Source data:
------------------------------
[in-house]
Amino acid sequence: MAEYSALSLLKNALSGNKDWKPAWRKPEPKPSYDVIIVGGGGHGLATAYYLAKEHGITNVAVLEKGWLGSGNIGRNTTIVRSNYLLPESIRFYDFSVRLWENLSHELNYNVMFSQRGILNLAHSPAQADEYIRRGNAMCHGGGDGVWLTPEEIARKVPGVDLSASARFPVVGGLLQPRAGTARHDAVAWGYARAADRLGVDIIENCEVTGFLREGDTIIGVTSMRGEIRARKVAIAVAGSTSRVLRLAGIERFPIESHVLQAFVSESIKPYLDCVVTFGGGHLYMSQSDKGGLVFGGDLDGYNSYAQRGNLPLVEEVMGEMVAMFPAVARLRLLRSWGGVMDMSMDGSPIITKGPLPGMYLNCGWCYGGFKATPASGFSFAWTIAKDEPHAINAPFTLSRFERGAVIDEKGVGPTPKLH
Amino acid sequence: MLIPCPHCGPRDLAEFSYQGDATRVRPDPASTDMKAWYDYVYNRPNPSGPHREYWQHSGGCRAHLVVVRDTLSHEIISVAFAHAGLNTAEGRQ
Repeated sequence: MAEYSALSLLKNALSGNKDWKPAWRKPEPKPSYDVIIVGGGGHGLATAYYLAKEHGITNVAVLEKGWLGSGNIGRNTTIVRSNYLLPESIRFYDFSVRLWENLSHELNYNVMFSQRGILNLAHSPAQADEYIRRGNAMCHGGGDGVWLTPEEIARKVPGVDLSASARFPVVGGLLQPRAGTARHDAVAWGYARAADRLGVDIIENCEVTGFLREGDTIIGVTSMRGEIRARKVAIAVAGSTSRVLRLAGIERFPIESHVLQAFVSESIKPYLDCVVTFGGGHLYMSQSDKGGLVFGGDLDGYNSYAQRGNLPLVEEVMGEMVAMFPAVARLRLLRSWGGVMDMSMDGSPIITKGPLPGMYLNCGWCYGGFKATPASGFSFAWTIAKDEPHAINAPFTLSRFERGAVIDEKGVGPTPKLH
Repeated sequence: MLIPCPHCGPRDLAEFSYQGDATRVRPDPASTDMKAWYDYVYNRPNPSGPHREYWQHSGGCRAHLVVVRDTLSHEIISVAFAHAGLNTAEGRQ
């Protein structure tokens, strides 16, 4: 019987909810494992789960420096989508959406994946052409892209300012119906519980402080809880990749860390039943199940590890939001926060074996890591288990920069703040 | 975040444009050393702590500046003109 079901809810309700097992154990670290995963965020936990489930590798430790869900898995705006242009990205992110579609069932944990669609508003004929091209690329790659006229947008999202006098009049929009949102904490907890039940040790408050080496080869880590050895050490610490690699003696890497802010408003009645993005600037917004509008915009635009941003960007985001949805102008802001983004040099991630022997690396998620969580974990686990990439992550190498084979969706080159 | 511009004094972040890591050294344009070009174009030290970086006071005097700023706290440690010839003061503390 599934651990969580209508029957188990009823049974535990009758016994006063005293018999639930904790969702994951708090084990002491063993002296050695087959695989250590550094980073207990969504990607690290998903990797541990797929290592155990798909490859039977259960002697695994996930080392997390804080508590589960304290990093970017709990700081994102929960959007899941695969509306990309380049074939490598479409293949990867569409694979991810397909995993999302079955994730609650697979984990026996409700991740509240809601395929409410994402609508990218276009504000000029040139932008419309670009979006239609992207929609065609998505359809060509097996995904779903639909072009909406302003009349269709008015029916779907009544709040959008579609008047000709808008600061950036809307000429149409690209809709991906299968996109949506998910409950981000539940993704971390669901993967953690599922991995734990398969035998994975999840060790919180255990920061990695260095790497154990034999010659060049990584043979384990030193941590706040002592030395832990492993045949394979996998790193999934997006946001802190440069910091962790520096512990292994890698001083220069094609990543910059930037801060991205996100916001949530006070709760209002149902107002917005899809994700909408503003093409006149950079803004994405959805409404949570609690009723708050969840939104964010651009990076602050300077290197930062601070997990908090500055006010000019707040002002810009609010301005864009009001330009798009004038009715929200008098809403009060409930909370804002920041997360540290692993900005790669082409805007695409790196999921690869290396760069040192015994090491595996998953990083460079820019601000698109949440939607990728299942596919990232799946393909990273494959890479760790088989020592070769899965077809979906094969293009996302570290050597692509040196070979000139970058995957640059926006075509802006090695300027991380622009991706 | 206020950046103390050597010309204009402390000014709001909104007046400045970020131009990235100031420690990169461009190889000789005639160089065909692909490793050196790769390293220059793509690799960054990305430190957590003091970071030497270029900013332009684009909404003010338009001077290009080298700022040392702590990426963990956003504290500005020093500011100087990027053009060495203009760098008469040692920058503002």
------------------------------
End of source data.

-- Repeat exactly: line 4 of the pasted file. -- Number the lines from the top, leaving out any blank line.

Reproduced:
Repeated sequence: MAEYSALSLLKNALSGNKDWKPAWRKPEPKPSYDVIIVGGGGHGLATAYYLAKEHGITNVAVLEKGWLGSGNIGRNTTIVRSNYLLPESIRFYDFSVRLWENLSHELNYNVMFSQRGILNLAHSPAQADEYIRRGNAMCHGGGDGVWLTPEEIARKVPGVDLSASARFPVVGGLLQPRAGTARHDAVAWGYARAADRLGVDIIENCEVTGFLREGDTIIGVTSMRGEIRARKVAIAVAGSTSRVLRLAGIERFPIESHVLQAFVSESIKPYLDCVVTFGGGHLYMSQSDKGGLVFGGDLDGYNSYAQRGNLPLVEEVMGEMVAMFPAVARLRLLRSWGGVMDMSMDGSPIITKGPLPGMYLNCGWCYGGFKATPASGFSFAWTIAKDEPHAINAPFTLSRFERGAVIDEKGVGPTPKLH